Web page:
Retired Revelstoke engineer: rail safety always open for debate

Role of Transport Canada, ongoing cuts at CP Rail, repeal of local anti-fatigue measures should on the table in rail safety discussions

Editor,

In response to the Aug. 14 letter to the editor from Kevin Hrysak, CP Public Affairs, I would like to share my view of rail safety in Canada.

Congratulations to Rob Buchanan for touching on this subject with his always entertaining cartoon. This is what good satire does, it sparks debate.

Rail safety is on the highlight reel right now due to the tragic accident and horrific loss of life in Quebec. Many years ago a tragic accident in Hinton, Alberta sparked a similar debate and investigation which resulted in many operational changes on both major railways in Canada. In the Hinton, Alberta accident, it was discovered that employee fatigue was the most significant factor that caused this event to occur. It is unclear at this point what specific causes contributed to the Quebec tragedy. I would suggest that again, fatigue played a part in this. The investigation of this could take months or even years.

Mr. Hrysak suggests in his letter to the editor that employees are pleased with the safety and operation of CP Rail under the guidance of Hunter Harrison. A previous news article in this paper would seem to suggest otherwise. I as well would opinion that the safety on the railways is not being enhanced under Mr Harrison’s leadership.

It is no secret that Hunter Harrison has taken steps to cut the number of employees to the bone. As well he has clearly made attempts to undermine and eliminate local rules, many which have been in place for years. Many of these “rules” were put in place to mitigate and improve fatigue management of employees specifically in the running trades. One must keep in mind that running trade employees have no specific days off and are required to work at all hours. Under Mr. Harrison, engineers and conductors are now working longer hours with less time off. As well there has been a sharp increase in the amount of time they are required to sit at the away-from-home terminal waiting for a return trip. To suggest that this is leading to a safer operation is a fantasy at best.

In reality most employees now operate with the fear of dismissal if they miss work or delay a train for any reason. Once, near the end of my career, I found myself in a position where I felt I could not take a call to work and operate safely as I had been unable to obtain proper sleep. I did what I felt was the responsible thing and did not go to work. The result was I was investigated, and then disciplined by the company. It took a call to Transport Canada, and investigation of this event to get the corporation to back off and clear my record. This is the reality of what is actually happening under the guidance of the new CP management.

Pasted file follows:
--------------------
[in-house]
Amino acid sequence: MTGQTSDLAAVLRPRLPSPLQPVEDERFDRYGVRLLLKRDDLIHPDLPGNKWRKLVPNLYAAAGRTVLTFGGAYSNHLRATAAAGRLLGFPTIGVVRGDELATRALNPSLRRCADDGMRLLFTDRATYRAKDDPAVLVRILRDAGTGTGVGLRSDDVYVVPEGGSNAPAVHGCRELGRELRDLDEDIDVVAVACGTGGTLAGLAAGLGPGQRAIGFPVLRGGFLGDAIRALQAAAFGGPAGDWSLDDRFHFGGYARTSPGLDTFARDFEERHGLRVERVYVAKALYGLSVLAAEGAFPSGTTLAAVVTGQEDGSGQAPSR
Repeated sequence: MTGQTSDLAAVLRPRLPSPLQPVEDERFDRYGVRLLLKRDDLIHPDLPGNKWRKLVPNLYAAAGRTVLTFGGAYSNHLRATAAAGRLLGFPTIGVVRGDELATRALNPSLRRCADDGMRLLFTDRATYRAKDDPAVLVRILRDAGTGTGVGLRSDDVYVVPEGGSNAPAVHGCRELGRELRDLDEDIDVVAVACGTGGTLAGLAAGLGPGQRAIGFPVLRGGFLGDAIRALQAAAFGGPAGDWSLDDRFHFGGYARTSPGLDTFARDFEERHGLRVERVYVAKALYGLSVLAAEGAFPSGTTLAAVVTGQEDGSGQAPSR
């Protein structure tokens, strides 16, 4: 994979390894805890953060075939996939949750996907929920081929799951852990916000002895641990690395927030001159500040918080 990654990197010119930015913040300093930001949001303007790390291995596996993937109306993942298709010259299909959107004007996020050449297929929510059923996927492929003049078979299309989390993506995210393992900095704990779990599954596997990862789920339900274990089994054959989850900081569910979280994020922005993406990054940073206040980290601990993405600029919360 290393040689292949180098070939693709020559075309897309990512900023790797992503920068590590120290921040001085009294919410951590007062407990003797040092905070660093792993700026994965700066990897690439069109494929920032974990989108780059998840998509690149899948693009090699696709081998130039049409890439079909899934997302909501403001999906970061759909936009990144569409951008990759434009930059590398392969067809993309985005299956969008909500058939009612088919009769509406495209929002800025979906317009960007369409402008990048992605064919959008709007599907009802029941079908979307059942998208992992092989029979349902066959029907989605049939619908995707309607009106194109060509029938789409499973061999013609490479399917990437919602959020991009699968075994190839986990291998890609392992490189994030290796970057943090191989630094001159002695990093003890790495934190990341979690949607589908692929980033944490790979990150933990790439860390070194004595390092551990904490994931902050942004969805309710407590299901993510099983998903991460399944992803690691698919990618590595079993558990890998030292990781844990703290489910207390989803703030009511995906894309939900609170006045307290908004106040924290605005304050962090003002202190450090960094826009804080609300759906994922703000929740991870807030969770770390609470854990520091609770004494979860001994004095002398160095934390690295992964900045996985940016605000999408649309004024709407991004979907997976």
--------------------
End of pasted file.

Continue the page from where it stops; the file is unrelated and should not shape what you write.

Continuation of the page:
Transport Canada, and their role in the Quebec accident should also be put under the microscope. Transport Canada allowed this company to operate with a one-man crew. Was this a factor in this accident? I would suggest it was. This was simply again a cost-saving measure and was not motivated by safety.

The Federation of Canadian Municipalities (FCM) have now formed a committee to look at rail safety in Canada. Many communities, Revelstoke included, have rail systems running through them and are on edge after seeing the Quebec tragedy unfold. FCM, through this process has also said they have concern about the role of Transport Canada. Is Transport Canada doing a good job enforcing and developing safety legislation? It is my opinion that they are not fulfilling this mandate.

In the aftermath of the accident in Hinton, Alberta, the government of the time forced the railways to adopt sweeping changes to the work/rest rules for running trades employees. Sadly, it has not gone far enough, or been effective in mitigating fatigue of employees. To be fair, the union and employees need to share in this shortfall as well. There is always a resistance to change. Prior to Mr. Harrison coming to CP Rail, the union and company looked at going to a different model for running trades employees. This gained little traction and in most cases was not even tried.

There are many questions that will need to be answered about this tragic accident in Quebec. Sadly, we have seen this before. Just like the Hinton, Alberta accident, time will heal the wound. Will it effect change? I say, probably not. Will the FCM be able to push hard enough to get Transport Canada to mount a charge on enforcement? Likely not.

As Mr. Hrysak suggests, Revelstoke and CP Rail have a deeply rooted history. Once again, the  safety of the rail operations in Canada is now, and should always be open to debate. As well, as is always the case, there are many different opinions and views on this.

Gary Starling,

Retired engineer

Revelstoke

 

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